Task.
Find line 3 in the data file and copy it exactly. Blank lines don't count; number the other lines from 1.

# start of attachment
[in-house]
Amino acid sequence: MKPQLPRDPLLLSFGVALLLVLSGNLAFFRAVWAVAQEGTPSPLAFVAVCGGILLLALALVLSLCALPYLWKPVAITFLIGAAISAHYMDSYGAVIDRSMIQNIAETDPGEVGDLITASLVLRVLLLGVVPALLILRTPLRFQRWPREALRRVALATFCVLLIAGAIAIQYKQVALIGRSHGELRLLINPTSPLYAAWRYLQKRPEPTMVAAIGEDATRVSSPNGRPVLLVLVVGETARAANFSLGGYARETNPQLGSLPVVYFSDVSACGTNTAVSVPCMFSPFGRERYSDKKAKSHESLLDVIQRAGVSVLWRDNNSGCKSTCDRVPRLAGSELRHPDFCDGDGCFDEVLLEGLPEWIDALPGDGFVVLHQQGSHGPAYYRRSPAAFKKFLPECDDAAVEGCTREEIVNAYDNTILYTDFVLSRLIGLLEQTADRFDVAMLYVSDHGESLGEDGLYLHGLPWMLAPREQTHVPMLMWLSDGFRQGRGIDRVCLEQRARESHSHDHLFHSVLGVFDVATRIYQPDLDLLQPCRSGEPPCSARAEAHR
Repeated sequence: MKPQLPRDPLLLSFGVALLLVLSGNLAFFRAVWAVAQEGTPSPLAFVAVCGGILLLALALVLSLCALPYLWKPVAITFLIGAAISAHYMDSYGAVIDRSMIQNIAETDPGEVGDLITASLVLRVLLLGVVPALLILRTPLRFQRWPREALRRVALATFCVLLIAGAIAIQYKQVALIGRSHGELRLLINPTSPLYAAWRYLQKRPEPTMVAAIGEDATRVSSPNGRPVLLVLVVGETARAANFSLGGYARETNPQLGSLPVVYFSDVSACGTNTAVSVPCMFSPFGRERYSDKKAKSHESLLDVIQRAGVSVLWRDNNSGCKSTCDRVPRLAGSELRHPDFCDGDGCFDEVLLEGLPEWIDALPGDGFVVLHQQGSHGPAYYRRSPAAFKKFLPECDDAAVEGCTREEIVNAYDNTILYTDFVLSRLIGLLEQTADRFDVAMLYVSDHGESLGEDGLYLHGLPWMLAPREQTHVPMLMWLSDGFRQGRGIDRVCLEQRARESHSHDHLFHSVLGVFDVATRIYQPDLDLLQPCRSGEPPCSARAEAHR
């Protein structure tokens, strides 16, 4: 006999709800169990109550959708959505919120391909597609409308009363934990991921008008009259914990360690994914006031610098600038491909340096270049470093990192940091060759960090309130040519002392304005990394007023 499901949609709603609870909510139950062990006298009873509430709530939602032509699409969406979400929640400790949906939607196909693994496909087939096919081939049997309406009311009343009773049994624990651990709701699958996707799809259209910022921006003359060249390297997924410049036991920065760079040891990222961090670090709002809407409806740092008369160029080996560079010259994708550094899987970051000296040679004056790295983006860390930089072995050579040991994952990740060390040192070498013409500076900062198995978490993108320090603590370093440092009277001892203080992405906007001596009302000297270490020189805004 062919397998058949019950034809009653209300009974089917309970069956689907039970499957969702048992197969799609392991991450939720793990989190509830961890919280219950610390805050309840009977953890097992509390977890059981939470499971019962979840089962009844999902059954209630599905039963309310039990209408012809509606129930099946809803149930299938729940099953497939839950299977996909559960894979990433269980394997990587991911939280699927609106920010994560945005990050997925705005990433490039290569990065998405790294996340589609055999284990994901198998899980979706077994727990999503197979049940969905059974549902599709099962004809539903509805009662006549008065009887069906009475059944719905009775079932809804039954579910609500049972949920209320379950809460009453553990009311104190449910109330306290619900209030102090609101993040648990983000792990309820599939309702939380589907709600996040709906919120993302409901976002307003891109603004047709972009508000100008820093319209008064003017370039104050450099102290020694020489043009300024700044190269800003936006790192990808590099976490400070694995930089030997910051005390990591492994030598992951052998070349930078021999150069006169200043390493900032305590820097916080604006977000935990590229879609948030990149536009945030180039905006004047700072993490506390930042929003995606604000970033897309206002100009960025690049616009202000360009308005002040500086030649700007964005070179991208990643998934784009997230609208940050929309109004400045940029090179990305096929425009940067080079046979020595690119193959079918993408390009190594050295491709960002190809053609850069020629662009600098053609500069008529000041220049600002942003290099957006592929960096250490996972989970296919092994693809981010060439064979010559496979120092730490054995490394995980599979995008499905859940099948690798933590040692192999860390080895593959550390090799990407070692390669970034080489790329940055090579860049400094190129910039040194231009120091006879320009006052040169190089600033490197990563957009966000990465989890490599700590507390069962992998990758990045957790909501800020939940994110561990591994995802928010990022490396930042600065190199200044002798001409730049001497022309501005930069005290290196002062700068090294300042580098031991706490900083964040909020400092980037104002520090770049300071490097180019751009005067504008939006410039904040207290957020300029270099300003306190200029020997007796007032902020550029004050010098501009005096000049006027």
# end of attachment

Repeated sequence: MKPQLPRDPLLLSFGVALLLVLSGNLAFFRAVWAVAQEGTPSPLAFVAVCGGILLLALALVLSLCALPYLWKPVAITFLIGAAISAHYMDSYGAVIDRSMIQNIAETDPGEVGDLITASLVLRVLLLGVVPALLILRTPLRFQRWPREALRRVALATFCVLLIAGAIAIQYKQVALIGRSHGELRLLINPTSPLYAAWRYLQKRPEPTMVAAIGEDATRVSSPNGRPVLLVLVVGETARAANFSLGGYARETNPQLGSLPVVYFSDVSACGTNTAVSVPCMFSPFGRERYSDKKAKSHESLLDVIQRAGVSVLWRDNNSGCKSTCDRVPRLAGSELRHPDFCDGDGCFDEVLLEGLPEWIDALPGDGFVVLHQQGSHGPAYYRRSPAAFKKFLPECDDAAVEGCTREEIVNAYDNTILYTDFVLSRLIGLLEQTADRFDVAMLYVSDHGESLGEDGLYLHGLPWMLAPREQTHVPMLMWLSDGFRQGRGIDRVCLEQRARESHSHDHLFHSVLGVFDVATRIYQPDLDLLQPCRSGEPPCSARAEAHR